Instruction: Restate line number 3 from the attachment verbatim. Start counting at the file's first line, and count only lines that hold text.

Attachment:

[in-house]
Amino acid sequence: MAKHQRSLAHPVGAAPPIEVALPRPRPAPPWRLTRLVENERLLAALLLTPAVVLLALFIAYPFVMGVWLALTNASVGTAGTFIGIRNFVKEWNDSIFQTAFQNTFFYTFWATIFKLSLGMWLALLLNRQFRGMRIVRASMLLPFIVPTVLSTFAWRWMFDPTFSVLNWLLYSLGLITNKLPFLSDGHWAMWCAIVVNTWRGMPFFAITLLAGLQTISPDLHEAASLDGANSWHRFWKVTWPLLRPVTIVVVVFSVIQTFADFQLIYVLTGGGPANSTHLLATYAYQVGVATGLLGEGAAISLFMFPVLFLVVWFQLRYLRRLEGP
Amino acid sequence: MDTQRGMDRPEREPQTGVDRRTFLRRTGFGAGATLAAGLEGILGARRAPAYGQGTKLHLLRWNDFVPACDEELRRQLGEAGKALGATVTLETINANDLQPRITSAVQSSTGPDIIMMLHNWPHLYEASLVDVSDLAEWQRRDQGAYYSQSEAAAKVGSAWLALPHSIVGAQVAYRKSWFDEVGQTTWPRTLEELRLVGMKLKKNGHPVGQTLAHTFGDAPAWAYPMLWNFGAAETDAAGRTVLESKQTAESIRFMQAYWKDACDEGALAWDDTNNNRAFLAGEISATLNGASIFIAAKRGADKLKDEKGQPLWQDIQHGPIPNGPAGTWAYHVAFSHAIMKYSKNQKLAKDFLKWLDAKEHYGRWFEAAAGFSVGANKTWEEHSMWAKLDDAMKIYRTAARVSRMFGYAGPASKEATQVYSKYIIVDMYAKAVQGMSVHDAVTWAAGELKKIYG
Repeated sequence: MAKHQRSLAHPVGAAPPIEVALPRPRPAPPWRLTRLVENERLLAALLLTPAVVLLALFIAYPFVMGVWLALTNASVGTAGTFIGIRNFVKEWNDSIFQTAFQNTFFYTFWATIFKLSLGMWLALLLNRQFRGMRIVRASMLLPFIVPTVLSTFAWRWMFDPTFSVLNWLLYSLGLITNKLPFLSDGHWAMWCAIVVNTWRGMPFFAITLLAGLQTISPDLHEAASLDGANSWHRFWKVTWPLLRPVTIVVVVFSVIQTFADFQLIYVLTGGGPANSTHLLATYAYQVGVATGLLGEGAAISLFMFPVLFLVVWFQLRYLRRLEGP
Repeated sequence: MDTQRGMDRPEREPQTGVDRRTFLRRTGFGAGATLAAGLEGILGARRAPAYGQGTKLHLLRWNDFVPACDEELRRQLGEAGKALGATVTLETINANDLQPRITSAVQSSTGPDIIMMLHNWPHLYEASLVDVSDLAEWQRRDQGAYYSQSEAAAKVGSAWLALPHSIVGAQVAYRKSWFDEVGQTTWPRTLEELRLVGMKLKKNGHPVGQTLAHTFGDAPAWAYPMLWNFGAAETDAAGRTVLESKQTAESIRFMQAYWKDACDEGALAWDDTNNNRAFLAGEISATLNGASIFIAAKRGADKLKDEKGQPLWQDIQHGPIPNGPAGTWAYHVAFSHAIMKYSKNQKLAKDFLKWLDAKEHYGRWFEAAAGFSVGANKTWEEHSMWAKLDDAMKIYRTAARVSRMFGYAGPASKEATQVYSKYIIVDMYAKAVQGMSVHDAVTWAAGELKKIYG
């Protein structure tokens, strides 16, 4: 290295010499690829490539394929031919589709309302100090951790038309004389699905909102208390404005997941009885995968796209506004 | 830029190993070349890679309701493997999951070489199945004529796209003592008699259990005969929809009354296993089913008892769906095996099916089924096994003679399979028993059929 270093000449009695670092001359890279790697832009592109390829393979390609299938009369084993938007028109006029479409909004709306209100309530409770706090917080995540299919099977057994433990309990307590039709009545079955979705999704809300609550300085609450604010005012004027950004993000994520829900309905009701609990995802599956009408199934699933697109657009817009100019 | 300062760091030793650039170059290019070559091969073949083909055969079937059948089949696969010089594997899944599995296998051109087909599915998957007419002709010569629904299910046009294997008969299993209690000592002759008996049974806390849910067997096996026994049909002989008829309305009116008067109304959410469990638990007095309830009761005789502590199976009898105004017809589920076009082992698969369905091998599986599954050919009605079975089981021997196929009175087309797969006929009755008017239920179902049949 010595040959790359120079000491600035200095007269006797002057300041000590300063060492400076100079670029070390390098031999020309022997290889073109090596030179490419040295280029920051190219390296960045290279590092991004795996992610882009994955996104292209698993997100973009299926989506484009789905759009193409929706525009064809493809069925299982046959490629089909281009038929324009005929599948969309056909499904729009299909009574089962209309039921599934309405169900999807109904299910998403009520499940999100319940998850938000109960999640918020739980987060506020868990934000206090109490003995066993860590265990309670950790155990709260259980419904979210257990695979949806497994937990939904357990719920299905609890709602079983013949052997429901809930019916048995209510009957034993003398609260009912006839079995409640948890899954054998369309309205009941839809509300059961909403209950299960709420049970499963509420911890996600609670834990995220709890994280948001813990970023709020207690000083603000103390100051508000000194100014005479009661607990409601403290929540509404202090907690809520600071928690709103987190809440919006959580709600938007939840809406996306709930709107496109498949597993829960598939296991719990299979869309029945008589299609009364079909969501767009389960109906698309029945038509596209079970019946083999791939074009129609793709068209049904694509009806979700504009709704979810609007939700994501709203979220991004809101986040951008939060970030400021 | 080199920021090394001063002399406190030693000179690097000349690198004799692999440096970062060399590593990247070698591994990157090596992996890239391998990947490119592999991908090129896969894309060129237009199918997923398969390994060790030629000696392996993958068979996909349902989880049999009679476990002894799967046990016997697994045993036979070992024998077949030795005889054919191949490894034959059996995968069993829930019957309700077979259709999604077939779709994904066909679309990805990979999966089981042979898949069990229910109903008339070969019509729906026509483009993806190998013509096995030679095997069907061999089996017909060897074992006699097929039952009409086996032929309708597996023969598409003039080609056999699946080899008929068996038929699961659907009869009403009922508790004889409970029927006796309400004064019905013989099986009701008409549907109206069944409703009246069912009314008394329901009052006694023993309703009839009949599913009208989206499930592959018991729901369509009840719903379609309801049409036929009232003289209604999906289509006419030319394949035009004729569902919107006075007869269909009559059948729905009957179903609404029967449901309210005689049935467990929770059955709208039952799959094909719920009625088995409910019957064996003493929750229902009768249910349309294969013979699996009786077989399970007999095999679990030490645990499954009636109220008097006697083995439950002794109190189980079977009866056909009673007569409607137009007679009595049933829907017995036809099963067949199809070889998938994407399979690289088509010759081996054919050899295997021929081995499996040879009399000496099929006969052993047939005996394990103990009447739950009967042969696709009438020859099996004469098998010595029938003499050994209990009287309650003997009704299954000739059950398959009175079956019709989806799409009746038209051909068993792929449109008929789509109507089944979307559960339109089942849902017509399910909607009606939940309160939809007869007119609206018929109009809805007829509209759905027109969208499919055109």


Amino acid sequence: MDTQRGMDRPEREPQTGVDRRTFLRRTGFGAGATLAAGLEGILGARRAPAYGQGTKLHLLRWNDFVPACDEELRRQLGEAGKALGATVTLETINANDLQPRITSAVQSSTGPDIIMMLHNWPHLYEASLVDVSDLAEWQRRDQGAYYSQSEAAAKVGSAWLALPHSIVGAQVAYRKSWFDEVGQTTWPRTLEELRLVGMKLKKNGHPVGQTLAHTFGDAPAWAYPMLWNFGAAETDAAGRTVLESKQTAESIRFMQAYWKDACDEGALAWDDTNNNRAFLAGEISATLNGASIFIAAKRGADKLKDEKGQPLWQDIQHGPIPNGPAGTWAYHVAFSHAIMKYSKNQKLAKDFLKWLDAKEHYGRWFEAAAGFSVGANKTWEEHSMWAKLDDAMKIYRTAARVSRMFGYAGPASKEATQVYSKYIIVDMYAKAVQGMSVHDAVTWAAGELKKIYG